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Former Monsanto VP named FDA advisor

Michael Taylor, a former vice president of public policy at Monsanto Company, is the new senior advisor for the U.S. Food and Drug Administration. He will advise Margaret A. Hamburg, commissioner of food and drugs.

Taylor joined the FDA earlier this month. He will oversee planning and implementation of food safety reform at FDA, said George Strait, assistant commissioner of public affairs for the administration. The hiring marks a return to the FDA for Taylor, who worked for the FDA from 1976 to 1981 as a staff lawyer and executive assistant, and again from 1991 to 1994 as deputy commissioner for policy. Taylor also served as the administrator for U.S. Department of Agriculture's Food Safety and Inspection Service from 1994 to 1996.

"He was selected because of his great expertise and experience in food safety issues," Strait said. "He will be reporting directly to the commissioner as her special assistant on all food and food safety. It is a new position, created because the commissioner sees food safety as one of her highest priorities."

But some activists see Taylor's hiring as trouble.

"We're not happy to hear the news of Michael Taylor getting the (job), not only because of his well-known GMO revolving door issues that don't please us at all, but also, we have some differences of opinion in terms of government and food inspection," said Patty Lovera of Food & Water Watch, a nonprofit consumer organization.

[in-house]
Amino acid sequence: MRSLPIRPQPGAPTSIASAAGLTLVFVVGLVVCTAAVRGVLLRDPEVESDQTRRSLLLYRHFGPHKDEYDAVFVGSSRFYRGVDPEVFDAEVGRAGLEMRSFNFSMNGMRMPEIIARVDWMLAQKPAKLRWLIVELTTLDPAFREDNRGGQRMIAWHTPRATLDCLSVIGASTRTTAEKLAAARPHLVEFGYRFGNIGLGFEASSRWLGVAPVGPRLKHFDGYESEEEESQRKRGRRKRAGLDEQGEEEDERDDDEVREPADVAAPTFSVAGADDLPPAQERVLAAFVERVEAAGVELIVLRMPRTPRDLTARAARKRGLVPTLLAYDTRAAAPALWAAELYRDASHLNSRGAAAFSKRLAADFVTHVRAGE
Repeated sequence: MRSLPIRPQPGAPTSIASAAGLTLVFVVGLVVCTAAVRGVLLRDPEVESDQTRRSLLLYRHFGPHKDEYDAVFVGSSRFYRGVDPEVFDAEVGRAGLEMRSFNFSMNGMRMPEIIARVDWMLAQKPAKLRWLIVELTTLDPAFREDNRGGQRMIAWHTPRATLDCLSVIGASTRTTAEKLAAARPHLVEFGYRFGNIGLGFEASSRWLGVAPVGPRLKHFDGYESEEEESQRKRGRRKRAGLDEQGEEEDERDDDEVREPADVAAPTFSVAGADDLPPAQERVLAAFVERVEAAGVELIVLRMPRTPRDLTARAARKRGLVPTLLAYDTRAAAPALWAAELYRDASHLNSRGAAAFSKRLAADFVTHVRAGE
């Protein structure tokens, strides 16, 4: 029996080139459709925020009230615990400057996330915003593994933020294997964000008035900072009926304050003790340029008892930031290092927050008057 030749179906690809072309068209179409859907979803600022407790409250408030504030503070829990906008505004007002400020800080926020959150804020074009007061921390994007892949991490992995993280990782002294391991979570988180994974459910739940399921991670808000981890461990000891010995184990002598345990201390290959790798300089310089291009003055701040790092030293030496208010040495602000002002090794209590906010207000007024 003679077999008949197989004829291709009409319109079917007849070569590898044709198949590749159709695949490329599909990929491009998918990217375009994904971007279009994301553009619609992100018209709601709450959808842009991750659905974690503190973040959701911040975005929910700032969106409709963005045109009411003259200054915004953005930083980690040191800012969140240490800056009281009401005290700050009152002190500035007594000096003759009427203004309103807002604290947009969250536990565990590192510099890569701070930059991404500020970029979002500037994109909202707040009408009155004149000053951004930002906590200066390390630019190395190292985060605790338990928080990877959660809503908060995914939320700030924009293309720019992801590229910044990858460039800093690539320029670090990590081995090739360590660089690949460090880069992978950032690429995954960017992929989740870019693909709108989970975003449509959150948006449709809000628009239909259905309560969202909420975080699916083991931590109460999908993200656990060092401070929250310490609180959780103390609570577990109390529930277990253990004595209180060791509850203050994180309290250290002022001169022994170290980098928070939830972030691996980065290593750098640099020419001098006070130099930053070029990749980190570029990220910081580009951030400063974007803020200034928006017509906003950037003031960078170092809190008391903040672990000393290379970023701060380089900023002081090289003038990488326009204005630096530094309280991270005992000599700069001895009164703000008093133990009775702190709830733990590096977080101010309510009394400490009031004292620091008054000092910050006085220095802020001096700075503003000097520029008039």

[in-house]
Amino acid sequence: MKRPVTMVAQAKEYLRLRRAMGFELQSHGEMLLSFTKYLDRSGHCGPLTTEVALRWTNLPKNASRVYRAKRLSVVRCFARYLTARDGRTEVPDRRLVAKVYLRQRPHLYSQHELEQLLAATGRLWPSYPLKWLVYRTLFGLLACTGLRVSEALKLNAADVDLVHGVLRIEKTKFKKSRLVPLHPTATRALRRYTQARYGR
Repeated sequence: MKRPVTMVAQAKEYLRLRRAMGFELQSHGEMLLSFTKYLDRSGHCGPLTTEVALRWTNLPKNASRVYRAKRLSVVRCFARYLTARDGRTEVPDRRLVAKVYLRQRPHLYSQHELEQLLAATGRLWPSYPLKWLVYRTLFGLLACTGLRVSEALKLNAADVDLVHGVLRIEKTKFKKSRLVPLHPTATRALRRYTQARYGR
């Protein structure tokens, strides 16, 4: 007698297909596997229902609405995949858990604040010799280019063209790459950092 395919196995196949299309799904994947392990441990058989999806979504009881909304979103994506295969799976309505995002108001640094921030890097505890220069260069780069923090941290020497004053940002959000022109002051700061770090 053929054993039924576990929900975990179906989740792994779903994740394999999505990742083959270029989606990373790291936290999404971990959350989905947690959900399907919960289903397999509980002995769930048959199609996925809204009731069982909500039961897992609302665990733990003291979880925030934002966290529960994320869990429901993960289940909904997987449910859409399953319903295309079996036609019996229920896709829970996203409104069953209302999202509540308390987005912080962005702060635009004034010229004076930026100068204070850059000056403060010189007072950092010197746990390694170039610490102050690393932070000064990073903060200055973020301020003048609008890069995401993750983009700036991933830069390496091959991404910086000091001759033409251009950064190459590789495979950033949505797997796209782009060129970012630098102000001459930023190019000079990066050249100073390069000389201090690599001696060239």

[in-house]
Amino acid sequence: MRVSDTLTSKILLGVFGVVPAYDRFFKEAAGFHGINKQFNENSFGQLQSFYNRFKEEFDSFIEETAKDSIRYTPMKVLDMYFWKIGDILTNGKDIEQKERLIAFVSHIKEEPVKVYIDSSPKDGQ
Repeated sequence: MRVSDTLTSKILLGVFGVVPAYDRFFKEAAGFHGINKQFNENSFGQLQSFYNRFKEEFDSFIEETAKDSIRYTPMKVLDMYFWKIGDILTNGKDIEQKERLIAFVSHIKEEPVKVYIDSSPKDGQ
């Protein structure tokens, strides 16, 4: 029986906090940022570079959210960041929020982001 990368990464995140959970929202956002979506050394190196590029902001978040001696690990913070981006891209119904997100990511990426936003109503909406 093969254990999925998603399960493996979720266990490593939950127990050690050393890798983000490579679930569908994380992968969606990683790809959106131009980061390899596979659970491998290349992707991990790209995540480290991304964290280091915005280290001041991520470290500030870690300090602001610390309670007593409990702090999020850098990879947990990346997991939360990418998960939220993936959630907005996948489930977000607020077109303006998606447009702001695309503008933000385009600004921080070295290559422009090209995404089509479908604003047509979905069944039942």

After leaving the FDA the first time in 1981, Taylor led the food and drug law practice at King & Spalding, a Washington law firm that represented Monsanto. After leaving the USDA in 1996, he returned to that firm. Then, from October 1998 to January 2000, Taylor was vice president for public policy at Monsanto, the makers of Roundup herbicide and developers of genetically-engineered crops.

But the "revolving door" issue could prove to be of little consequence if Taylor performs responsibly, said Michael Hansen, senior scientist for Consumers Union, which is also a nonprofit consumer organization.

Taylor's signature is on the FDA policy that claims genetically engineered is simply an extension of conventional breeding and does not require safety testing, Hansen said. (In later years, Taylor seemed to reverse his stance and admitted that genetically engineered foods should go through safety testing and be labeled.)

Many organic food activists also see Taylor as the administrator responsible for the FDA's approval of the genetically modified growth hormone rbGH to be used in dairy production.

But Hansen said Taylor is "a sharp lawyer and he also did some positive things."

Most noteworthy is Taylor's determination in regard to E. coli 0157:H7. Hansen said Taylor pushed the USDA to declare it an adulterant, meaning the food fails to meet standards and can't be sold. It also established a trigger for potential recalls.

He also spearheaded the USDA's implementation of the Hazard Analysis & Critical Control Points, which provide a global way of looking at plant operations as a whole and determining where contamination can happen and taking action so those problems don't occur. HACCP is designed to ensure food safety is addressed through the analysis and control of biological, chemical, and physical hazards from raw material production, procurement and handling, to manufacturing, distribution and consumption of the finished product, according to the FDA.

"I'm willing to give him the benefit of the doubt," Hansen said. "I don't think he's Monsanto's person in FDA. Look, he's done some things that I have disagreed with in past, but his actions at the USDA and on E. coli were definitely a step forward, and what he said about new technology is a step forward, so let's give him a chance and see what he can do."

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